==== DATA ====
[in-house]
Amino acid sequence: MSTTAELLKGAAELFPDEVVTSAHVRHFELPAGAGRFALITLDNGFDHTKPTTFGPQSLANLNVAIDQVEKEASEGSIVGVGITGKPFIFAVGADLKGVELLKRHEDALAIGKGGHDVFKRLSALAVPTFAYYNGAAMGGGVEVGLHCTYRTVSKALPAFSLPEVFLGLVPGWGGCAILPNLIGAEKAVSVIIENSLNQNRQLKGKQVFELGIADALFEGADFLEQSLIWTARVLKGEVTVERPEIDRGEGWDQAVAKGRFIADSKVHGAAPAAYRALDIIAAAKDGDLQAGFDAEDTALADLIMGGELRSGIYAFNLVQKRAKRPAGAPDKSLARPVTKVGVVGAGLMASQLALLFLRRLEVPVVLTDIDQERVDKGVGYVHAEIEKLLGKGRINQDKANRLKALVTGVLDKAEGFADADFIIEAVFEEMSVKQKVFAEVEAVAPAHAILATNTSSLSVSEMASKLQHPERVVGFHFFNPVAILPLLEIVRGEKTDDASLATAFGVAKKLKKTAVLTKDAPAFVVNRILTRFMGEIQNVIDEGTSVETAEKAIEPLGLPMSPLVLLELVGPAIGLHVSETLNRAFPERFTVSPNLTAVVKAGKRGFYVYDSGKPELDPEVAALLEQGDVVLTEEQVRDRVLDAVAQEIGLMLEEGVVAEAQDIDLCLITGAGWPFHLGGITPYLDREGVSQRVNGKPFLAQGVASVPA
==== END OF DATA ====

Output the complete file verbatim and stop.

[in-house]
Amino acid sequence: MSTTAELLKGAAELFPDEVVTSAHVRHFELPAGAGRFALITLDNGFDHTKPTTFGPQSLANLNVAIDQVEKEASEGSIVGVGITGKPFIFAVGADLKGVELLKRHEDALAIGKGGHDVFKRLSALAVPTFAYYNGAAMGGGVEVGLHCTYRTVSKALPAFSLPEVFLGLVPGWGGCAILPNLIGAEKAVSVIIENSLNQNRQLKGKQVFELGIADALFEGADFLEQSLIWTARVLKGEVTVERPEIDRGEGWDQAVAKGRFIADSKVHGAAPAAYRALDIIAAAKDGDLQAGFDAEDTALADLIMGGELRSGIYAFNLVQKRAKRPAGAPDKSLARPVTKVGVVGAGLMASQLALLFLRRLEVPVVLTDIDQERVDKGVGYVHAEIEKLLGKGRINQDKANRLKALVTGVLDKAEGFADADFIIEAVFEEMSVKQKVFAEVEAVAPAHAILATNTSSLSVSEMASKLQHPERVVGFHFFNPVAILPLLEIVRGEKTDDASLATAFGVAKKLKKTAVLTKDAPAFVVNRILTRFMGEIQNVIDEGTSVETAEKAIEPLGLPMSPLVLLELVGPAIGLHVSETLNRAFPERFTVSPNLTAVVKAGKRGFYVYDSGKPELDPEVAALLEQGDVVLTEEQVRDRVLDAVAQEIGLMLEEGVVAEAQDIDLCLITGAGWPFHLGGITPYLDREGVSQRVNGKPFLAQGVASVPA